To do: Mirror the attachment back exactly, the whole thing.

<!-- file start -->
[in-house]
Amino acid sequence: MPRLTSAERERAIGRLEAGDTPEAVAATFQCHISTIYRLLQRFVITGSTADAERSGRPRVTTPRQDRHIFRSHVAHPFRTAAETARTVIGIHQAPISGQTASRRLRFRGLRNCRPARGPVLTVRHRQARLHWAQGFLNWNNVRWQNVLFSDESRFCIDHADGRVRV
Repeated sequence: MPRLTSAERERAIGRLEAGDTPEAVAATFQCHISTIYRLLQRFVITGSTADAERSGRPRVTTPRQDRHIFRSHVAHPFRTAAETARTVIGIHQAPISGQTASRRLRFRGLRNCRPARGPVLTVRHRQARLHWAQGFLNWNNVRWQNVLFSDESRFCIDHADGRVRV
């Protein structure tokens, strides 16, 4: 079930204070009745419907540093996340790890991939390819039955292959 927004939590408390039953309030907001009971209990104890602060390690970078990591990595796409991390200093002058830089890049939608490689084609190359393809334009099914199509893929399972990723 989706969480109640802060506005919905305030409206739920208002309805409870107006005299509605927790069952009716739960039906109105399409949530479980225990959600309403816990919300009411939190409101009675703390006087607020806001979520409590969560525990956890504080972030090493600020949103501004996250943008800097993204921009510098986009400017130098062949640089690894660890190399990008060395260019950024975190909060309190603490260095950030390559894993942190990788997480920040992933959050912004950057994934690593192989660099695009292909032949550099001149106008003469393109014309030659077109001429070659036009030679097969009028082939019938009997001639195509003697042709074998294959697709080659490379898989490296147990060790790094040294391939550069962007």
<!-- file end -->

[in-house]
Amino acid sequence: MPRLTSAERERAIGRLEAGDTPEAVAATFQCHISTIYRLLQRFVITGSTADAERSGRPRVTTPRQDRHIFRSHVAHPFRTAAETARTVIGIHQAPISGQTASRRLRFRGLRNCRPARGPVLTVRHRQARLHWAQGFLNWNNVRWQNVLFSDESRFCIDHADGRVRV
Repeated sequence: MPRLTSAERERAIGRLEAGDTPEAVAATFQCHISTIYRLLQRFVITGSTADAERSGRPRVTTPRQDRHIFRSHVAHPFRTAAETARTVIGIHQAPISGQTASRRLRFRGLRNCRPARGPVLTVRHRQARLHWAQGFLNWNNVRWQNVLFSDESRFCIDHADGRVRV
């Protein structure tokens, strides 16, 4: 079930204070009745419907540093996340790890991939390819039955292959 927004939590408390039953309030907001009971209990104890602060390690970078990591990595796409991390200093002058830089890049939608490689084609190359393809334009099914199509893929399972990723 989706969480109640802060506005919905305030409206739920208002309805409870107006005299509605927790069952009716739960039906109105399409949530479980225990959600309403816990919300009411939190409101009675703390006087607020806001979520409590969560525990956890504080972030090493600020949103501004996250943008800097993204921009510098986009400017130098062949640089690894660890190399990008060395260019950024975190909060309190603490260095950030390559894993942190990788997480920040992933959050912004950057994934690593192989660099695009292909032949550099001149106008003469393109014309030659077109001429070659036009030679097969009028082939019938009997001639195509003697042709074998294959697709080659490379898989490296147990060790790094040294391939550069962007």